Using Gamification with Sonarqube: the Story
Table of Contents
- Using Gamification with Sonarqube: the Story
- Looking for the (business) goal
- Modeling the code quality problem with sonar
- The game
- Required setup & How to design the micro-web
- How users play the game
- The game’s introduction
- The first month
- The results after three months
- People are the key
- More information
- Are you interested in Gamification and Spring Boot?
Some time ago I finished a gamification MOOC by Coursera and then I decided to put it into practice in my job since I found it really interesting. I set up a game in which the more Sonar issues you resolve, the more points you get, and you can rank in a leaderboard and obtain badges.
In this post, I’d like to share with you the results of this experiment, how people were the key to success, resolving many potential bugs and reducing our technical debt.
Looking for the (business) goal
It started with a very simple idea: apply gamification to some task that at the same time is boring but it is something we have to do. It has to be boring or repetitive since I wanted to avoid the overjustification effect and apply gamification for something for which we should be intrinsically motivated, like creativity or innovation in the company.
I discarded also the day-to-day work resolving JIRA issues, given that in that case, it could have led to a kind of exploitation: definitely it’s not a good idea to have a ranking of employees by the number of tickets they resolve.
At the beginning, I thought there was no use case for us to apply gamification but then I suddenly noticed that there was a case in which all these conditions apply: fixing potential bugs and bad code practices in our legacy code by fixing SonarQube violations.
Modeling the code quality problem with sonar
Sonarqube (formerly Sonar) is an open source platform to manage code quality. It covers many languages, including Java, and it can be extended with plugins to add new rule engines. We use mainly rules coming from FindBugs, PMD, and CheckStyle. It’s able to detect a lot of bad code practices and reports also your unit test coverage and the overall complexity.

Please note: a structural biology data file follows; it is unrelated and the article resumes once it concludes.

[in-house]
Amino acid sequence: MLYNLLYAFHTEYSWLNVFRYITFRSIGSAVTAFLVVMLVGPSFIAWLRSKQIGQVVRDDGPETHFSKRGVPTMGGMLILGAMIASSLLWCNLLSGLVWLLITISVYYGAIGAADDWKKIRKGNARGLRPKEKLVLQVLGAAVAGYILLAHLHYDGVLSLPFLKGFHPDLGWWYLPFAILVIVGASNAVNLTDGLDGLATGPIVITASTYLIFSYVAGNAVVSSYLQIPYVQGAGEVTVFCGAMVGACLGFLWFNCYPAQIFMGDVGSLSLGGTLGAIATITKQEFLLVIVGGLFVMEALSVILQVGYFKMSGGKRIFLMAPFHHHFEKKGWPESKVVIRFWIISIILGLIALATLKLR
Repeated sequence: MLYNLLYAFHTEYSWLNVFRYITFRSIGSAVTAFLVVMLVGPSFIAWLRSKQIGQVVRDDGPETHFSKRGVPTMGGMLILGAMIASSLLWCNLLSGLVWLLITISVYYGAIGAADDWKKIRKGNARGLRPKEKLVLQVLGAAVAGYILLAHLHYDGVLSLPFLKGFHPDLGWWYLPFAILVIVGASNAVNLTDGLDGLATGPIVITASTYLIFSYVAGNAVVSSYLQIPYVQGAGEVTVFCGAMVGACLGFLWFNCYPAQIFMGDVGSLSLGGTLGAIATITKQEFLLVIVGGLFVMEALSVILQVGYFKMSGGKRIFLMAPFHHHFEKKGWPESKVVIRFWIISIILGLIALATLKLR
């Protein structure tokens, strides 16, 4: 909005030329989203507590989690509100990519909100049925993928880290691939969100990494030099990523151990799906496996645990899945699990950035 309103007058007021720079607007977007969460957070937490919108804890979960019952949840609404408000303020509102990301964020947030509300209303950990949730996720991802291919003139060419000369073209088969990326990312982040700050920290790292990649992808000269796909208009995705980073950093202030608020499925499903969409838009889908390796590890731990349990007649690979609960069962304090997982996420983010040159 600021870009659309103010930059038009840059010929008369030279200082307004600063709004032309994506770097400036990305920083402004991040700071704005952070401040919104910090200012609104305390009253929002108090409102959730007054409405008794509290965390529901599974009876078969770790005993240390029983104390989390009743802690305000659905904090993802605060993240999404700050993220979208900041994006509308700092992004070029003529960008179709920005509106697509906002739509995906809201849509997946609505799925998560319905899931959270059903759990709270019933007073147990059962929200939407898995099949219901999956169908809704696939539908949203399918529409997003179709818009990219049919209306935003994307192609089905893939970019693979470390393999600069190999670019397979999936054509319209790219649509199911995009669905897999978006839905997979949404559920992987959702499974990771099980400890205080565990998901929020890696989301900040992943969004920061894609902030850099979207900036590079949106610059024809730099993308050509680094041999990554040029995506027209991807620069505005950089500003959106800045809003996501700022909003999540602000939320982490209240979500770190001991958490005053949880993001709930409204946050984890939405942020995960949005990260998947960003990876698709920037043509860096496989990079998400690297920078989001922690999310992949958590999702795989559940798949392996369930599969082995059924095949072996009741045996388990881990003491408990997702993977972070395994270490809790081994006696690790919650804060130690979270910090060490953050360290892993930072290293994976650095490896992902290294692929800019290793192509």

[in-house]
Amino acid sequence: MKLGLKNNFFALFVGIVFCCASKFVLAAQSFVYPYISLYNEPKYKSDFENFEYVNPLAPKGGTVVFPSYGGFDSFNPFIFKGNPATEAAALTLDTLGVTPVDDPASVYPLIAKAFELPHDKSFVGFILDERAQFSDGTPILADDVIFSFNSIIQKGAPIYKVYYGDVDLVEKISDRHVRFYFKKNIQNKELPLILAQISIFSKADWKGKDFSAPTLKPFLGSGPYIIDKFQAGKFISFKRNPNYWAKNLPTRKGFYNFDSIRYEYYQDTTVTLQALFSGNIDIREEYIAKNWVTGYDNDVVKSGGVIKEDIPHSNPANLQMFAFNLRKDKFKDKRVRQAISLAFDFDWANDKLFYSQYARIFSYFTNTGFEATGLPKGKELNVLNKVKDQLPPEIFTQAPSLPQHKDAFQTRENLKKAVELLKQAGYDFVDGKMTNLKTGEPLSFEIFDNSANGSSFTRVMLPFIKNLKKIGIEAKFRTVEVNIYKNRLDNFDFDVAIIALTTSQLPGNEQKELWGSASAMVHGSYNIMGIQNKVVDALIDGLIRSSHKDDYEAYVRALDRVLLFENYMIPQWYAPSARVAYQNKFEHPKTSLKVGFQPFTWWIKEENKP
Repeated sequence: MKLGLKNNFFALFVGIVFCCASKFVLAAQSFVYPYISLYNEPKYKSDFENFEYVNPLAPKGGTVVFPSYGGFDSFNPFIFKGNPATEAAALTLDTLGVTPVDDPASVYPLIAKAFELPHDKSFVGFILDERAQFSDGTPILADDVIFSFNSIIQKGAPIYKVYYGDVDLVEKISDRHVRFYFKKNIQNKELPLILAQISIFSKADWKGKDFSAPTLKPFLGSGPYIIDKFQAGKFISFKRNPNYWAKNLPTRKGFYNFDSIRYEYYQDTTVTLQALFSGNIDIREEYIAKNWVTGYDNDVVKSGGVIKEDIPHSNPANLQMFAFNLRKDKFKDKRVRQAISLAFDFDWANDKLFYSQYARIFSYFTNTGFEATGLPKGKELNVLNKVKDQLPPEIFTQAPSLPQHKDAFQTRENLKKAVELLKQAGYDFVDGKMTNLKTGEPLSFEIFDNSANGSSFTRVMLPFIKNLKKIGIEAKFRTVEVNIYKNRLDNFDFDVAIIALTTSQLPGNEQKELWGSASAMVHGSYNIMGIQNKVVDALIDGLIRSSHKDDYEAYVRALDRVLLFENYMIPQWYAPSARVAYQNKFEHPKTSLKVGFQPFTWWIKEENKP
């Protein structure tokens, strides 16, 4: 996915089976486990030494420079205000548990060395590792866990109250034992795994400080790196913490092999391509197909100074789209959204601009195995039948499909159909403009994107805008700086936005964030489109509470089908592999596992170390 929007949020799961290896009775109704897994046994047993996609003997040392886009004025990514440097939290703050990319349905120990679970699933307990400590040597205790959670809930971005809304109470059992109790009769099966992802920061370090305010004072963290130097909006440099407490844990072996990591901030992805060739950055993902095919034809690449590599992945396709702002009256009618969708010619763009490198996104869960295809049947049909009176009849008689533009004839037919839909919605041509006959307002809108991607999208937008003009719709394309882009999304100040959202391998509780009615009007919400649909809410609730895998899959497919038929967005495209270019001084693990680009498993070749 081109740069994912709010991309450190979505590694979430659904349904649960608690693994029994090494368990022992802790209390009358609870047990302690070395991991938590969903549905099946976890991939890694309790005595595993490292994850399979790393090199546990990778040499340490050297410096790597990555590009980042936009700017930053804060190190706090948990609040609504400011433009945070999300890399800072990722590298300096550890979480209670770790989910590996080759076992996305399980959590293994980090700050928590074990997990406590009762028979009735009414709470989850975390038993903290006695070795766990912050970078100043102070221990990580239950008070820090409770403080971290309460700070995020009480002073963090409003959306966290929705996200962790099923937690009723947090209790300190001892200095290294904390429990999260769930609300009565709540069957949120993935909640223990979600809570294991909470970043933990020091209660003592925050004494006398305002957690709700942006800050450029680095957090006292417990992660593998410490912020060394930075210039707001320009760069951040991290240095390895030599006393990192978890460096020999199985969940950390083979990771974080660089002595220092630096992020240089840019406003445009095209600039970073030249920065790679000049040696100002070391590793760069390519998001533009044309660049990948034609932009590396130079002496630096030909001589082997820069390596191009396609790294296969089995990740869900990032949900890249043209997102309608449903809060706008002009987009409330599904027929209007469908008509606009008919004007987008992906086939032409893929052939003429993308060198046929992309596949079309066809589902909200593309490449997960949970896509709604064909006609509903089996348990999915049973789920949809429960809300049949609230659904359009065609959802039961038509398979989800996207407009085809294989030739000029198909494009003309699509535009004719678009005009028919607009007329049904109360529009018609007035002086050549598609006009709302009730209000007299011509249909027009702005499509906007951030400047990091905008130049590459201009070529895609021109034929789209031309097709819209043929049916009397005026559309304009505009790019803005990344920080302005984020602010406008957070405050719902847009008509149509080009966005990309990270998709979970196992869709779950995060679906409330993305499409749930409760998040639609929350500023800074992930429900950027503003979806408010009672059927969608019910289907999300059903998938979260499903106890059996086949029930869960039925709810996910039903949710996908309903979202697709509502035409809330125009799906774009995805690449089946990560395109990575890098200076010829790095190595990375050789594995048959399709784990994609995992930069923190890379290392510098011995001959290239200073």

In our company, we use Sonar in an automated way inside our Continuous Integration framework. There is a job in Jenkins that uses Maven and its Sonar plugins to publish the results. We have different quality gates configured and if any important violation is added an email is sent to the developers.
A big part of our code base is more than 10 years old and it was produced without taking care of good practices, thus the called Legacy Code is a big issue for us. We inherited many Sonar violations and the authors of them are not in the project anymore.
The main idea was to encourage the team to fix the legacy code issues since they are the source of many bugs every now and then and make the code more difficult to maintain. New issues have to be fixed on a daily basis and they can’t be part of the game since someone could, in this case, introduce new issues on purpose and then fix them to win the game (it’s weird but it may happen). So I established the ‘Date of the Legacy’: any issue before that date that becomes fixed will give points to the assignee in Sonar.
To start with, the scoring system would be based only on Blocker and Critical issues. We had many of them from the beginning. So the worse the issue is, the more points you get by solving it. To keep it simple I based the score directly on the technical debt calculated by Sonar.
The last thing to consider was a cleaning of duplicated rules or controversial rules in Sonar. This would avoid big changes in scores and coherence in the game from the first day.